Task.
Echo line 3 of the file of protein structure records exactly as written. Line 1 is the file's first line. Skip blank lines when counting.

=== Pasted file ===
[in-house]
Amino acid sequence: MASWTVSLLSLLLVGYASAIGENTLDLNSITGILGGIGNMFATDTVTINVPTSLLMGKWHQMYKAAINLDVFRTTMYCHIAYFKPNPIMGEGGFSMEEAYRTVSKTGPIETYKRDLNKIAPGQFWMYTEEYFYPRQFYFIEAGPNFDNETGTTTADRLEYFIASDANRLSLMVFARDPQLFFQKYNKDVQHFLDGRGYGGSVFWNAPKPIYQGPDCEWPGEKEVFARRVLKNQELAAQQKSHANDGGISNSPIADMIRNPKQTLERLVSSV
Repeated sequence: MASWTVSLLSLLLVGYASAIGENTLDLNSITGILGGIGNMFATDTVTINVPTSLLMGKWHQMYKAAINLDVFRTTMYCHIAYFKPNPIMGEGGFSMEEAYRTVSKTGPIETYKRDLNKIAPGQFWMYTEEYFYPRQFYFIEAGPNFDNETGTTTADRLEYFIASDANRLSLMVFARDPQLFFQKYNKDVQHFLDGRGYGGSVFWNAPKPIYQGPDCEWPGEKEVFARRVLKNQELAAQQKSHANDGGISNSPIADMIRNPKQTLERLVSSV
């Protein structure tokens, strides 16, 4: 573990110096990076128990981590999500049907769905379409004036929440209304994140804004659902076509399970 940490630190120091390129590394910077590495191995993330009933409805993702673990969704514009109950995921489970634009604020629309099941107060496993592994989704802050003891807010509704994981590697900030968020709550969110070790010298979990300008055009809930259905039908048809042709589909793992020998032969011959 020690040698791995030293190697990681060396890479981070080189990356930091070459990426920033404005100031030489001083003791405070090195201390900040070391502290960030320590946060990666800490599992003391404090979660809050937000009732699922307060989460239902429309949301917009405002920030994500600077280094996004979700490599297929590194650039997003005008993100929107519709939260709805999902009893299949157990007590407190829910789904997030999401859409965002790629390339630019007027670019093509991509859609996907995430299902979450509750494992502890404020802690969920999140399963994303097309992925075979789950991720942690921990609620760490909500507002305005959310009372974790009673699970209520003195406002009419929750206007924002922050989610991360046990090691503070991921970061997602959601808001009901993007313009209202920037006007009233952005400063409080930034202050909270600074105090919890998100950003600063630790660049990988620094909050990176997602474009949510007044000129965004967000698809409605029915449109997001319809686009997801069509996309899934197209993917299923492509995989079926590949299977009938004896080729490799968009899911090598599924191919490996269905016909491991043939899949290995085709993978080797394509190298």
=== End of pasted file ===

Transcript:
Repeated sequence: MASWTVSLLSLLLVGYASAIGENTLDLNSITGILGGIGNMFATDTVTINVPTSLLMGKWHQMYKAAINLDVFRTTMYCHIAYFKPNPIMGEGGFSMEEAYRTVSKTGPIETYKRDLNKIAPGQFWMYTEEYFYPRQFYFIEAGPNFDNETGTTTADRLEYFIASDANRLSLMVFARDPQLFFQKYNKDVQHFLDGRGYGGSVFWNAPKPIYQGPDCEWPGEKEVFARRVLKNQELAAQQKSHANDGGISNSPIADMIRNPKQTLERLVSSV